Specific examples of the fluidizable material are organic or inorganic fluids, glass, polymeric materials, and metals, including metal alloys. Polymeric materials include thermoplastics and polymeric fluids. Exemplary metals include aluminum, copper, magnesium, cobalt, iron, molybdenum, and nickel. An exemplary metal alloy is molybdenum-nickel.

The first embodiment method of the present invention provides the ability of coating a liquid onto a solid when the liquid and solid are characterized by non-wetting behavior. One can determine whether or not a material (A) is wettable or not wettable by material (B) in a particular atmosphere by measuring the contact angle of a liquid or fluidized drop of material (B) on a dense body of material (A) in the chosen atmosphere. If material (B) is solid at room temperature, then material (B) must be heated to its melting point to measure the contact angle. The contact angle is the angle between the liquid-gas interface and the liquid-solid interface.

Material (A) is considered wettable by material (B) if the contact angle is less than 90. When a wettable combination is desired it is preferred that the contact angle be less than 45 and, more preferably, less than 25. Material (A) is considered not wettable by material (B) if the contact angle is equal to or greater than 90.

The powder particles to be deposited onto the surface of the substrate must be wettable by the fluidizable material. The composition of the powder particles is chosen such that, when the fluidizable material is fluidized and contacted with the layer of powder particles, the fluidizable material flows between the powder particles due to capillary action. The powder particles do not have to be capable of chemically or

mechanically bonding to the substrate. Often, it is desired that the powder particles do not bond or bond only weakly to the substrate after being subjected to the conditions of the method of the present invention.

Exemplary materials which may constitute the powder particles include metals, ceramics, and mixtures thereof. Some examples of combinations of substances for the powder particles and fluidizable materials include: W and Cu, Ti and Mg, WC and Co, TiC and Co, WC and Fe, MOSi2 and Al, TiC and Mo, B4 C and Al, TiB2 and Al, TiC and Al, SiB4 and Al, TiB2 and Ni, and TiC and Mo--Ni.

It is preferred that the powder particles have a particle size of from about 0.1 to about 50 micrometers, more preferably, from about 1 to about 25 micrometers, and, most preferably, from about 1 to about 5 micrometers.

The powder particles may be deposited on the surface of the substrate by many techniques. For example, the powder particles may be dispersed in a liquid and deposited, e.g., by spraying, brushing, or printing. Printing techniques allow the powder particles to be deposited in a pattern on the substrate. One can also use techniques such as chemical vapor deposition, plasma-enhanced deposition, ion beam sputtering, etc. If the powder particles are deposited as a dispersion, the layer of powder particles is preferably dried before infiltrating the metal.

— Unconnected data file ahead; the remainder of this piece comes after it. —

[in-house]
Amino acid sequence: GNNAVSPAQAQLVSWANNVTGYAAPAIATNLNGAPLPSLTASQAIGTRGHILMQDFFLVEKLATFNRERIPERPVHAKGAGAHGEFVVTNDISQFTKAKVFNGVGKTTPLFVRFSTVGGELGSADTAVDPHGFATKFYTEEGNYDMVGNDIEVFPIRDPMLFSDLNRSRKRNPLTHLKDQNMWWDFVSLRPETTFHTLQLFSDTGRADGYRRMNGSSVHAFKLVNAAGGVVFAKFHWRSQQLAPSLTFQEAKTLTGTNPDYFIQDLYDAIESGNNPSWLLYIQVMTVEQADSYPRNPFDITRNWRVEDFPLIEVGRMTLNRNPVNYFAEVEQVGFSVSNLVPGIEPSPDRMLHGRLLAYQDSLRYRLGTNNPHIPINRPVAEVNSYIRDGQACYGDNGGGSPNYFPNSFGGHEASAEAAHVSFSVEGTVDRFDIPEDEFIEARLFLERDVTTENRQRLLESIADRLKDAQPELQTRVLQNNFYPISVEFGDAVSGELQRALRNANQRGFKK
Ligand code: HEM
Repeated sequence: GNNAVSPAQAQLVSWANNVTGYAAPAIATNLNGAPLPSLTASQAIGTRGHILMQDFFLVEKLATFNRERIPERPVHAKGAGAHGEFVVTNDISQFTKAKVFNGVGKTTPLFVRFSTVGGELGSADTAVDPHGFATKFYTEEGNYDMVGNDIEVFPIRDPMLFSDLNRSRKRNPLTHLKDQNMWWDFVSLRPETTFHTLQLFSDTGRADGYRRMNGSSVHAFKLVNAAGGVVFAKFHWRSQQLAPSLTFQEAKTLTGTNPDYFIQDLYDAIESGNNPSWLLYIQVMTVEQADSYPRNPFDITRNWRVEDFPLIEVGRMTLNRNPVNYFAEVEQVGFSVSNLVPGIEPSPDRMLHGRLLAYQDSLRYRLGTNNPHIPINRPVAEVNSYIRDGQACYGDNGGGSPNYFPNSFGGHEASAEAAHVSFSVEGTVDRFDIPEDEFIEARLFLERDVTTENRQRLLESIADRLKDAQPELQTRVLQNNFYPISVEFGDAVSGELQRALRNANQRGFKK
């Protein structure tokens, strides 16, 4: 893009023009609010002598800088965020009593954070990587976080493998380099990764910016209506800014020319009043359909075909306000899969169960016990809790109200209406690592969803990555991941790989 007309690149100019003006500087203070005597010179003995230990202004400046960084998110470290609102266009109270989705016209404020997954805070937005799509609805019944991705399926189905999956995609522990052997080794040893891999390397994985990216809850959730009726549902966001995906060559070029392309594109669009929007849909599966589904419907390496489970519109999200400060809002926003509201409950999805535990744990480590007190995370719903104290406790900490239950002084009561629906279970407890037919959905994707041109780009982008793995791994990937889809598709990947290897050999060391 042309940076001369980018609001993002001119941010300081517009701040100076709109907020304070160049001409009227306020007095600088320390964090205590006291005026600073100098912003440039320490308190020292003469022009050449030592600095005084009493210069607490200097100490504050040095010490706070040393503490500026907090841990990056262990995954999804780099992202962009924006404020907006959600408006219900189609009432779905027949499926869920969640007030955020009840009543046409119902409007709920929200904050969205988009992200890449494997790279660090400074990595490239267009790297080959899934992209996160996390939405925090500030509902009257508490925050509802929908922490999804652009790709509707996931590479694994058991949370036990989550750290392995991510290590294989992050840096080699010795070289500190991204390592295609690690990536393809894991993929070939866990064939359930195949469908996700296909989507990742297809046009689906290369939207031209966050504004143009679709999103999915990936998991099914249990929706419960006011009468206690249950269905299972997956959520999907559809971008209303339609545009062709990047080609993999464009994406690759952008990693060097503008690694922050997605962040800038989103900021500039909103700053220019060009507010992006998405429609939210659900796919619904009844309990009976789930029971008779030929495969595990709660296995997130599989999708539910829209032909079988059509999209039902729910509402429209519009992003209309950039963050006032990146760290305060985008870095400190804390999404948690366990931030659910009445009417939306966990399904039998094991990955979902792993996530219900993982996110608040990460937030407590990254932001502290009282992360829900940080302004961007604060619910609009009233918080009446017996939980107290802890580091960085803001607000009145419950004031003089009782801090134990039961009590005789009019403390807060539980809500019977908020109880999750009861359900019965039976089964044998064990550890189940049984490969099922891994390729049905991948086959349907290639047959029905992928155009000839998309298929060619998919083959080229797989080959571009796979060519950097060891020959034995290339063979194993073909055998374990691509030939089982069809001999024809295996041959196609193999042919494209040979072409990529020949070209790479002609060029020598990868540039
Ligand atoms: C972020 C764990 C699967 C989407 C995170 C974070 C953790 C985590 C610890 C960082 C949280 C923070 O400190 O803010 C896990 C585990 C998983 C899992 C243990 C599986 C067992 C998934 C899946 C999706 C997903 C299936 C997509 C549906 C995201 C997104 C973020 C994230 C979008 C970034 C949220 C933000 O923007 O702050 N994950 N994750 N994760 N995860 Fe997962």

It is preferred that the powder particles be deposited on the substrate to a dry thickness of from about 1 to about 500 micrometers, more preferably, from about 3 to about 150 micrometers, and, most preferably, from about 5 to about 100 micrometers. Typically, the powder particles are deposited from one to about 20 monolayers thick, preferably, at least two monolayers thick.

The layer of dried powder particles preferably has a porosity of from about 50 to about 90%, more preferably, from about 60 to about 80%, and, most preferably, from about 70 to about 80%. Due to the porosity of the powder particle layer, the powder particle layer is discontinuous along the surface of the substrate.

Once the substrate has a dry powder-particle layer thereon, the powder-particle layer is contacted with the fluidizable material either by placing the fluidizable material directly on the powder-particle layer or by merely touching a portion of the powderparticle layer with the fluidizable material.

FIG. 1 illustrates this step of the method, wherein a block of fluidizable material 10 (shown as being metal) is resting on a layer 12 of powder particles

(also shown as being metal) which have been deposited on a surface of a substrate 14. As illustrated, the layer 12 of powder particles is porous and contacts the substrate 14 discontinuously.

If the fluidizable material is fluid at room temperature, the fluidizable material will wick between and around the powder particles, eventually being forced to contact the substrate surface. In addition, it is desirable that the fluidizable material be capable of flowing under the powder particles adjacent to the substrate surface, thus, increasing the amount of contact area between the fluidizable material and the substrate. The increase of contact area helps to improve adhesion of the fluidizable material coating to the substrate.

If the fluidizable material is solid at room temperature, the fluidizable material is heated to an elevated temperature and for a sufficient period of time so that the fluidizable material melts and wicks between the powder particles and preferably between at least some of the powder particles and the substrate surface.

The heating of the fluidizable material is typically conducted under vacuum.